He added that in case the property is so damaged as to be unlivable, tenants are released from their obligation to pay rent.
In some cases, tenants were simply left to their own devices.
Dina Suweir, who has lived all her life as a tenant in the impoverished and heavily damaged neighborhood of Karantina, said she and her husband and children had been sleeping on the streets since their building was destroyed and had heard nothing from their landlord.
“He disappeared. Maybe he was killed in the explosion. I don’t know,” she said.
Meanwhile, some landlords are themselves in dire circumstances.
Landlords can’t afford repairs
Suweir’s neighbor, Zahra al Ali, owns her house – the family home where she grew up – and lives on the ground floor with her daughter while she has renters upstairs. Her house is still standing, but all the windows are broken. An NGO came and replaced windows on the bottom floor, but windows on the top floor, where her tenants live, are simply covered in plastic.
“I don’t have a single franc,” Ali said. “We can’t fix it.”
The post-explosion housing issues go deeper than the problem of repairs.
Nadine Bekdache, co-founder of Public Works Studio, which has been doing field visits and monitoring eviction threats, said in some cases, landlords have used the damages as an excuse to pressure tenants to leave, or tenants who left temporarily because of the damages fear that they will not be allowed to return.
“There’s one tenant, for instance, who every day – she took her stuff out because she’s scared the building might fall, even though we assured her that it will not – but she comes every day and stays in front of the house from the morning to the evening to claim it saying that, ‘I’m still here, I didn’t leave. I’m leaving because now I cannot live in it, but I’m here – I want to come back,’” Bekdache said.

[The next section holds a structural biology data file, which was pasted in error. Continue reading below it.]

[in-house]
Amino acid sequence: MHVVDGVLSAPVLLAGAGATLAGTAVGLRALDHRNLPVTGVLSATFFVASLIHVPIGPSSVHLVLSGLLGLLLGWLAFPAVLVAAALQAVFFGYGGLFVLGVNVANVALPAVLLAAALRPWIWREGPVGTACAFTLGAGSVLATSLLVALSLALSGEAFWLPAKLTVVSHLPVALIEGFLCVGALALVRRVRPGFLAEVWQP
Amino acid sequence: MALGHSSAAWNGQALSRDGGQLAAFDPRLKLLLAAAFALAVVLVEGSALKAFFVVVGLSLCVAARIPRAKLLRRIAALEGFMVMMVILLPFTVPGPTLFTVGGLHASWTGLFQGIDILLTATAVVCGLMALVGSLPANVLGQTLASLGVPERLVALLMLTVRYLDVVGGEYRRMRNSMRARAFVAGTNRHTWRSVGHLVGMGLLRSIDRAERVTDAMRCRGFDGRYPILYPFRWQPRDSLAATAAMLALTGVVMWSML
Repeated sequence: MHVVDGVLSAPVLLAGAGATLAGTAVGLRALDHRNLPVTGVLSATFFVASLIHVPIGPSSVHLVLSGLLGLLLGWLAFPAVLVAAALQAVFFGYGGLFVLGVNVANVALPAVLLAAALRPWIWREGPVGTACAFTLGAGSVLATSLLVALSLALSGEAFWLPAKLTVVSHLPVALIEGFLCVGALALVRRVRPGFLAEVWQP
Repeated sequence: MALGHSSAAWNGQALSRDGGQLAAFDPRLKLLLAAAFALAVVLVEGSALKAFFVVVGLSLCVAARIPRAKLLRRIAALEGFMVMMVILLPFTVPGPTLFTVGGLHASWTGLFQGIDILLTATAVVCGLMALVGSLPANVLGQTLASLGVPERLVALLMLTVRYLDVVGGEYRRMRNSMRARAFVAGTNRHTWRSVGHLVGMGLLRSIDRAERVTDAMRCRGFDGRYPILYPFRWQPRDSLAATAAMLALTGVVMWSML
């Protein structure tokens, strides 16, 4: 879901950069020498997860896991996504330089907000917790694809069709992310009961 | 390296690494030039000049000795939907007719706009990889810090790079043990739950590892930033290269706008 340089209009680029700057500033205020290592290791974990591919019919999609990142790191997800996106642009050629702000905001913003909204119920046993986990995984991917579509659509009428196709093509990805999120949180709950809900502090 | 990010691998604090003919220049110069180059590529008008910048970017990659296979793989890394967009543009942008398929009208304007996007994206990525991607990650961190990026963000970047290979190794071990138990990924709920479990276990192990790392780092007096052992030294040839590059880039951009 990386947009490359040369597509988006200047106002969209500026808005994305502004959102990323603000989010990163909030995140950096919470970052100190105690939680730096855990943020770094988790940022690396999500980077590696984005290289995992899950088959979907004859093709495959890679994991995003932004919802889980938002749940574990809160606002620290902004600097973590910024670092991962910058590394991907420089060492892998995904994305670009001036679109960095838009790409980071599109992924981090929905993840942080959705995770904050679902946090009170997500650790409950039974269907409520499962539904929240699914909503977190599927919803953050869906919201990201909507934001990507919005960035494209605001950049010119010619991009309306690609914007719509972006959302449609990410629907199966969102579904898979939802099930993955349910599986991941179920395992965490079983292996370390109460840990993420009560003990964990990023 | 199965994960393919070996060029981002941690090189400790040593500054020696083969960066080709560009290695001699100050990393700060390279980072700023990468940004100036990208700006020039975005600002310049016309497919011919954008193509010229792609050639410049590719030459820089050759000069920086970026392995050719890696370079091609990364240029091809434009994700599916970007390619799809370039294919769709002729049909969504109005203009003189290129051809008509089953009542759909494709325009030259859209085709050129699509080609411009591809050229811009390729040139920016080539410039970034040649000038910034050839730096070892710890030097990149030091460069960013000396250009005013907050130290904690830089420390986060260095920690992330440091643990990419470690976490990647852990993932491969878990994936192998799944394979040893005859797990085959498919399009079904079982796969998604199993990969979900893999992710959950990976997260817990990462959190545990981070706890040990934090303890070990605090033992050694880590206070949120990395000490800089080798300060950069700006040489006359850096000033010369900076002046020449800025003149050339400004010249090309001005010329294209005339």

In the coming weeks, she said, the state must safeguard tenants’ right to return to their houses.
“It’s the responsibility of the state to make sure to give assurance to all residents that their rights to their houses will not change because of a seven-second explosion,” she said.
Dounia Salame, a researcher at the Beirut Urban Lab, which tracks land use issues in the city, noted that displaced tenants will face a tight market as they search for new housing, even though Beirut has a high housing vacancy rate. Because building owners do not pay municipal taxes on empty apartments, many landlords prefer to sit on vacant apartments rather than rent at a low rate.
In other cases, they rent without a contract, in order to avoid paying taxes, which leaves tenants with little protection from eviction. Salame said she expects to see that practice increase with the surge of people looking for temporary housing while they wait for their old homes to be rehabilitated.
Salame said to protect both tenants and landlords, “It would be good for the municipalities to adopt, for instance, temporary short-term rental contracts instead of people getting stuck in a whole year- or three-year contract, they can take a three-month or six-month contract without the landlord paying municipal taxes.”
She continued, “so at the same time the person is incentivized to rent their empty place and, on the other hand, the person renting the place doesn’t feel that they are stuck there or that they’re at risk of the whims of a landlord.”
Such a mechanism would also allow tenants who want to return to come back quickly to their old houses, Salame said.
“We do not want longer term displacement for people who are attached to the neighborhood, which is the majority of the people,” she said.